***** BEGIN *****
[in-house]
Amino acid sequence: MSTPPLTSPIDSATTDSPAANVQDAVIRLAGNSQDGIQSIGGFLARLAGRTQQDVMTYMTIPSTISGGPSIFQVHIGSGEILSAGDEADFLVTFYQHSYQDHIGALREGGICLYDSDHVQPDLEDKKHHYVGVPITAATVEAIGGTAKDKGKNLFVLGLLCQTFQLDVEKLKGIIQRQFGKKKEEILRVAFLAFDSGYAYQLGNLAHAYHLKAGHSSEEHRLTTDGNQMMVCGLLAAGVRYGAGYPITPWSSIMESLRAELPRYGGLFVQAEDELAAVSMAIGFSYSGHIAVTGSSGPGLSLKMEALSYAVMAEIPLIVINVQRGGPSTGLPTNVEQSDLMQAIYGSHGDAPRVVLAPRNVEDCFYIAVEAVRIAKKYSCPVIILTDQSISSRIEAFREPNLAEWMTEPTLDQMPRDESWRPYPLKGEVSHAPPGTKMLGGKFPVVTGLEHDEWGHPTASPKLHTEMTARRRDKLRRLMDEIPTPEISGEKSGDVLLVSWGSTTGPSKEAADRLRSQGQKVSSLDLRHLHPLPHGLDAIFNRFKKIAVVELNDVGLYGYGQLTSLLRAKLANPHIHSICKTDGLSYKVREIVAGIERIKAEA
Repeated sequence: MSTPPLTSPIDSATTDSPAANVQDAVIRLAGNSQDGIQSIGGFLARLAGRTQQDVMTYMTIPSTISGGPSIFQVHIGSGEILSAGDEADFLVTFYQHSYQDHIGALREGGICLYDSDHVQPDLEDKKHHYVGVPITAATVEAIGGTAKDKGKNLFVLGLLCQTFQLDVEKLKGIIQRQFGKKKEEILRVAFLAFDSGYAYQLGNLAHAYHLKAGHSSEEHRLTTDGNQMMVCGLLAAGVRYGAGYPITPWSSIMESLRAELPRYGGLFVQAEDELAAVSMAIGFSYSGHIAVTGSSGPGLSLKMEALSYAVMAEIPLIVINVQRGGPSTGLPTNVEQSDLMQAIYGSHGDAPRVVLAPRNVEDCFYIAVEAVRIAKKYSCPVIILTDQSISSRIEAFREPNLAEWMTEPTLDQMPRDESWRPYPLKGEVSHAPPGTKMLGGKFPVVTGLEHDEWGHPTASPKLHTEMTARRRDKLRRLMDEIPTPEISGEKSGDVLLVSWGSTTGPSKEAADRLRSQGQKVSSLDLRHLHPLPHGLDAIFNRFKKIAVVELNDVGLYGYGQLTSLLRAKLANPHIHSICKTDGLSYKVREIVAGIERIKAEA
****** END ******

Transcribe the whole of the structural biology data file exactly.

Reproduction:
[in-house]
Amino acid sequence: MSTPPLTSPIDSATTDSPAANVQDAVIRLAGNSQDGIQSIGGFLARLAGRTQQDVMTYMTIPSTISGGPSIFQVHIGSGEILSAGDEADFLVTFYQHSYQDHIGALREGGICLYDSDHVQPDLEDKKHHYVGVPITAATVEAIGGTAKDKGKNLFVLGLLCQTFQLDVEKLKGIIQRQFGKKKEEILRVAFLAFDSGYAYQLGNLAHAYHLKAGHSSEEHRLTTDGNQMMVCGLLAAGVRYGAGYPITPWSSIMESLRAELPRYGGLFVQAEDELAAVSMAIGFSYSGHIAVTGSSGPGLSLKMEALSYAVMAEIPLIVINVQRGGPSTGLPTNVEQSDLMQAIYGSHGDAPRVVLAPRNVEDCFYIAVEAVRIAKKYSCPVIILTDQSISSRIEAFREPNLAEWMTEPTLDQMPRDESWRPYPLKGEVSHAPPGTKMLGGKFPVVTGLEHDEWGHPTASPKLHTEMTARRRDKLRRLMDEIPTPEISGEKSGDVLLVSWGSTTGPSKEAADRLRSQGQKVSSLDLRHLHPLPHGLDAIFNRFKKIAVVELNDVGLYGYGQLTSLLRAKLANPHIHSICKTDGLSYKVREIVAGIERIKAEA
Repeated sequence: MSTPPLTSPIDSATTDSPAANVQDAVIRLAGNSQDGIQSIGGFLARLAGRTQQDVMTYMTIPSTISGGPSIFQVHIGSGEILSAGDEADFLVTFYQHSYQDHIGALREGGICLYDSDHVQPDLEDKKHHYVGVPITAATVEAIGGTAKDKGKNLFVLGLLCQTFQLDVEKLKGIIQRQFGKKKEEILRVAFLAFDSGYAYQLGNLAHAYHLKAGHSSEEHRLTTDGNQMMVCGLLAAGVRYGAGYPITPWSSIMESLRAELPRYGGLFVQAEDELAAVSMAIGFSYSGHIAVTGSSGPGLSLKMEALSYAVMAEIPLIVINVQRGGPSTGLPTNVEQSDLMQAIYGSHGDAPRVVLAPRNVEDCFYIAVEAVRIAKKYSCPVIILTDQSISSRIEAFREPNLAEWMTEPTLDQMPRDESWRPYPLKGEVSHAPPGTKMLGGKFPVVTGLEHDEWGHPTASPKLHTEMTARRRDKLRRLMDEIPTPEISGEKSGDVLLVSWGSTTGPSKEAADRLRSQGQKVSSLDLRHLHPLPHGLDAIFNRFKKIAVVELNDVGLYGYGQLTSLLRAKLANPHIHSICKTDGLSYKVREIVAGIERIKAEA